The knight cannot ride the mount away in response to the spell.

If the knight cannot ride away, can it then dismount before fleeing?

Dismounting is a game term, and is governed by the 'Mounting and Dismounting' rules in the Mounted Combat section, which (emphasis mine) say:

Once during your move, you can mount a creature that is within 5 feet of you or dismount. Doing so costs an amount of movement equal to half your speed.

What does "during your move" mean? I believe that a strict RAW approach suggests that "your move" is any movement that is undertaken on your turn, as described in 'Breaking up your move' (emphases mine):

You can break up your movement on your turn, using some of your speed before and after your action. For example, if you have a speed of 30 feet, you can move 10 feet, take your action, and then move 20 feet.

If the rules had intended to allow mounting or dismounting during forced movement, then rather than saying you may dismount once during your move, they would have said once when you move, while you are moving, or during a move.

[Note that my interpretation that 'your move' is movement that occurs on 'your turn' is not universally acknowledged. Dale M, for example, believes that 'your move' is any movement you make, even forced movement, as he says in the chat discussion for this answer and others. The rest of my answer here presupposes that your move is only movement you make on your turn]

Since dismounting is a movement option that may be undertaken only on your own turn, a knight affected by a spell on the turn of the caster may not dismount unless the spell itself explicitly permits dismounting. Dissonant whispers does not.

The knight cannot dismount the mount in response to the spell.

If the knight can neither ride the mount away nor dismount it, can the knight simply fall off the mount and then move away?

Suppose the afflicted knight moves off the mount without dismounting. This movement is explicitly permitted by the spell. Once the knight has moved out of the square of the mount, being unsupported, the knight would then fall to the ground. Note that falling is not a form of movement that you elect; rather, it is something that happens to you, and thus can occur regardless of whether or not it is your turn.

Further, falling from a mount has the consequence of "landing prone in a space within 5 feet of it" (note that this is a specific exception to the general falling rules, which state that you do not land prone if you have somehow avoided damage from a fall, so even if your fall from the mount does no damage, you still land prone).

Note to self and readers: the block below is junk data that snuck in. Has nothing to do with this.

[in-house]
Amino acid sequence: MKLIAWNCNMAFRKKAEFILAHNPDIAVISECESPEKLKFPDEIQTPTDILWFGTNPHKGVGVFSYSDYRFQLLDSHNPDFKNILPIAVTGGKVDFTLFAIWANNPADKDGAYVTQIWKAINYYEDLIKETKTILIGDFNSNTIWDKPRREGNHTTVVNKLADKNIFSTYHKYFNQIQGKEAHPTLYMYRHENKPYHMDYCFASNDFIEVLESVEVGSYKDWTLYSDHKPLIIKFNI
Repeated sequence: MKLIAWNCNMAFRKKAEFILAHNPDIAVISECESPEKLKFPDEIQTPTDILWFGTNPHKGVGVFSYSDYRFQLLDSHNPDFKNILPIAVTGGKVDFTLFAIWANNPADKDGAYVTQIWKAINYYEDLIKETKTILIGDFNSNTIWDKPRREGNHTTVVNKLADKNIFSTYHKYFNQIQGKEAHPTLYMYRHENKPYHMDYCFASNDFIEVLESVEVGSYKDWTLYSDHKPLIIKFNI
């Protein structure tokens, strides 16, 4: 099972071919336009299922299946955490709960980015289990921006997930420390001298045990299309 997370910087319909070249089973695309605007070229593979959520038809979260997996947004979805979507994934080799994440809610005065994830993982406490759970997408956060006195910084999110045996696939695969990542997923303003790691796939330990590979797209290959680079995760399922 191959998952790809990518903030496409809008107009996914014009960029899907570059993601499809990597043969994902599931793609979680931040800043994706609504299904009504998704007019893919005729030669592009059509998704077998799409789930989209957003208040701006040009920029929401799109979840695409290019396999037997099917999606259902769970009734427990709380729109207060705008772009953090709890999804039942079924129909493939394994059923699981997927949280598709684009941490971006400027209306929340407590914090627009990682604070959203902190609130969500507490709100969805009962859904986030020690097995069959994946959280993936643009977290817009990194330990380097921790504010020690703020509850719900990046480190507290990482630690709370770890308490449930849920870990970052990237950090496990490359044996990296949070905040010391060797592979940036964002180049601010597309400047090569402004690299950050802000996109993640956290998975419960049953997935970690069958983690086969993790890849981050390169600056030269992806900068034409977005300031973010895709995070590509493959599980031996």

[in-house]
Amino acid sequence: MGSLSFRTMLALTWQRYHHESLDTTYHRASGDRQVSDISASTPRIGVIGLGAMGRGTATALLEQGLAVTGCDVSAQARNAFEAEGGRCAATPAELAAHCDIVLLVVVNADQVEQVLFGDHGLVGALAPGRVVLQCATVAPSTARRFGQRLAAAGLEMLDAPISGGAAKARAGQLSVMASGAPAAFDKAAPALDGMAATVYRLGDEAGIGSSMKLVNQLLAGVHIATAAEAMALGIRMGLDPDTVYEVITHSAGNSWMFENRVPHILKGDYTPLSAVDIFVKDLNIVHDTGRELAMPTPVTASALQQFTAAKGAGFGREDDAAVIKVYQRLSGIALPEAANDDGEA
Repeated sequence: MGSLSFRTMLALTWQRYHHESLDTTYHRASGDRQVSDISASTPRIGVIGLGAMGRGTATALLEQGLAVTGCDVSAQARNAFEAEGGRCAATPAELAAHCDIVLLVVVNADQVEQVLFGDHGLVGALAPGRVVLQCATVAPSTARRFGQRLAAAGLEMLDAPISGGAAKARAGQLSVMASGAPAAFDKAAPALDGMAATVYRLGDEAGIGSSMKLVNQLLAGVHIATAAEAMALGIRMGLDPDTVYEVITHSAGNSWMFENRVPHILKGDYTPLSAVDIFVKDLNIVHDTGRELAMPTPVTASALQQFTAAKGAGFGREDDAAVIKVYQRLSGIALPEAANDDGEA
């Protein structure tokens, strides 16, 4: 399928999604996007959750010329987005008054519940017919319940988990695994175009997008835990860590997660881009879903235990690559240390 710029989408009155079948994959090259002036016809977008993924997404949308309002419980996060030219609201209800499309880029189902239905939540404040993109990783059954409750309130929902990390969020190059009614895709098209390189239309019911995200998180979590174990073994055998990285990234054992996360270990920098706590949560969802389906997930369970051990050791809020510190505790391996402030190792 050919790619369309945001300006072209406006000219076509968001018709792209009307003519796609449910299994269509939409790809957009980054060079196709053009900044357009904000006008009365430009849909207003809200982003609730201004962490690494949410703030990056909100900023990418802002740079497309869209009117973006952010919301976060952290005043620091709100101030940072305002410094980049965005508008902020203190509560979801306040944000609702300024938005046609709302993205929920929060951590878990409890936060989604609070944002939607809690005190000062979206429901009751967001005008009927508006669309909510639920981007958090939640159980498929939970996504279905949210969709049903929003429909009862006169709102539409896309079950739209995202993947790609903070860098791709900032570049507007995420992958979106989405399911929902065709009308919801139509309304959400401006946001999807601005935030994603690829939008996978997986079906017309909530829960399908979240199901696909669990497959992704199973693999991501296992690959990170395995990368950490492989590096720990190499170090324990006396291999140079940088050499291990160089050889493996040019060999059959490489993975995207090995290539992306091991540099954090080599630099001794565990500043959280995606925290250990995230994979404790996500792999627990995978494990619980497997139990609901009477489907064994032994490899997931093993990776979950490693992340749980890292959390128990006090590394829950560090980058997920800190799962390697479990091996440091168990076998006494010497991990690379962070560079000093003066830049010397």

The RAW response to dissonant whispers is for the knight to fall off the mount, landing prone in a square adjacent to the mount but away from the caster, and then continue their movement away.

Once the knight is off the mount and prone on the ground, the spell dictates that they must continue their movement away from the caster, as far as their speed allows. They can now do one of two things. They may crawl away from the caster, with each foot of crawling costing two feet of movement. Or, they may stand up at a cost of half their speed and then continue to move away from the caster.

One might reasonably question whether the knight can stand up if it is not their turn, given that they cannot, for example, dismount. The rules for standing up say:

Standing up takes more effort; doing so costs an amount of movement equal to half your speed. For example, if your speed is 30 feet, you must spend 15 feet of movement to stand up. You can't stand up if you don't have enough movement left or if your speed is 0.

Note that standing up does not take your movement, it simply requires an amount of movement. Dismounting happens only during your move (on your turn), but standing up is not so limited. Standing up requires only that you have movement, and in this case that movement is supplied by the dissonant whispers spell; it is not your movement, but it is movement you are permitted to spend.

Once the knight affected by dissonant whispers has fallen off their mount, they may then either crawl away, or stand up and move away, until they have exhausted the movement provided by the spell.

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Sensibly you would imagine the afflicted target to dismount and run on foot, but there is an interesting potential loophole.

You ask:

can [the target] use its reaction to move the mount and itself away from the [source], or does [the source] use its reaction to move on its own, abandoning the mount?

The more sensible reading of the mounted combat rules, favours Dale M's answer. However, there is a potential loophole, that while perhaps not agreeing with the spells narrative, may allow the target to get further away from the source of the spell, and should be preferred.


Firstly, laying some ground work: